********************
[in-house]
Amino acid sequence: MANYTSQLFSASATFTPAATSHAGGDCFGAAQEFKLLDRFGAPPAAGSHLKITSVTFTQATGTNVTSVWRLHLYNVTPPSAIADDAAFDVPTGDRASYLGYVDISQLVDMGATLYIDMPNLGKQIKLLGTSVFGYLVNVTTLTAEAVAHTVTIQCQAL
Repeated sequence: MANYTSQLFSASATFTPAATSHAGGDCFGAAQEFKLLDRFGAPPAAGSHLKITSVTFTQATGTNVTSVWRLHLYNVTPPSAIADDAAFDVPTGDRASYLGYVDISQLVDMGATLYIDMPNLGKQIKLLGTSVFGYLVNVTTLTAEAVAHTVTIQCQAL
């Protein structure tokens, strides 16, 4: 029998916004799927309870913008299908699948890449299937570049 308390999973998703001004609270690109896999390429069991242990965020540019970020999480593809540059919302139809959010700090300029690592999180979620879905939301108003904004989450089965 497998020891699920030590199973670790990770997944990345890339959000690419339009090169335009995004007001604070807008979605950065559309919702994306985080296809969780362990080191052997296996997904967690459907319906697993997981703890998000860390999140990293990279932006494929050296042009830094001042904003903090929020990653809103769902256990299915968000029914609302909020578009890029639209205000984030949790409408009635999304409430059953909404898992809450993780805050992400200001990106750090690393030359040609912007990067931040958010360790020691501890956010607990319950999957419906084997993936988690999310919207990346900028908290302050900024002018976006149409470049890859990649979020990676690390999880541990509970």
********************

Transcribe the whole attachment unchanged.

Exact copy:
[in-house]
Amino acid sequence: MANYTSQLFSASATFTPAATSHAGGDCFGAAQEFKLLDRFGAPPAAGSHLKITSVTFTQATGTNVTSVWRLHLYNVTPPSAIADDAAFDVPTGDRASYLGYVDISQLVDMGATLYIDMPNLGKQIKLLGTSVFGYLVNVTTLTAEAVAHTVTIQCQAL
Repeated sequence: MANYTSQLFSASATFTPAATSHAGGDCFGAAQEFKLLDRFGAPPAAGSHLKITSVTFTQATGTNVTSVWRLHLYNVTPPSAIADDAAFDVPTGDRASYLGYVDISQLVDMGATLYIDMPNLGKQIKLLGTSVFGYLVNVTTLTAEAVAHTVTIQCQAL
């Protein structure tokens, strides 16, 4: 029998916004799927309870913008299908699948890449299937570049 308390999973998703001004609270690109896999390429069991242990965020540019970020999480593809540059919302139809959010700090300029690592999180979620879905939301108003904004989450089965 497998020891699920030590199973670790990770997944990345890339959000690419339009090169335009995004007001604070807008979605950065559309919702994306985080296809969780362990080191052997296996997904967690459907319906697993997981703890998000860390999140990293990279932006494929050296042009830094001042904003903090929020990653809103769902256990299915968000029914609302909020578009890029639209205000984030949790409408009635999304409430059953909404898992809450993780805050992400200001990106750090690393030359040609912007990067931040958010360790020691501890956010607990319950999957419906084997993936988690999310919207990346900028908290302050900024002018976006149409470049890859990649979020990676690390999880541990509970």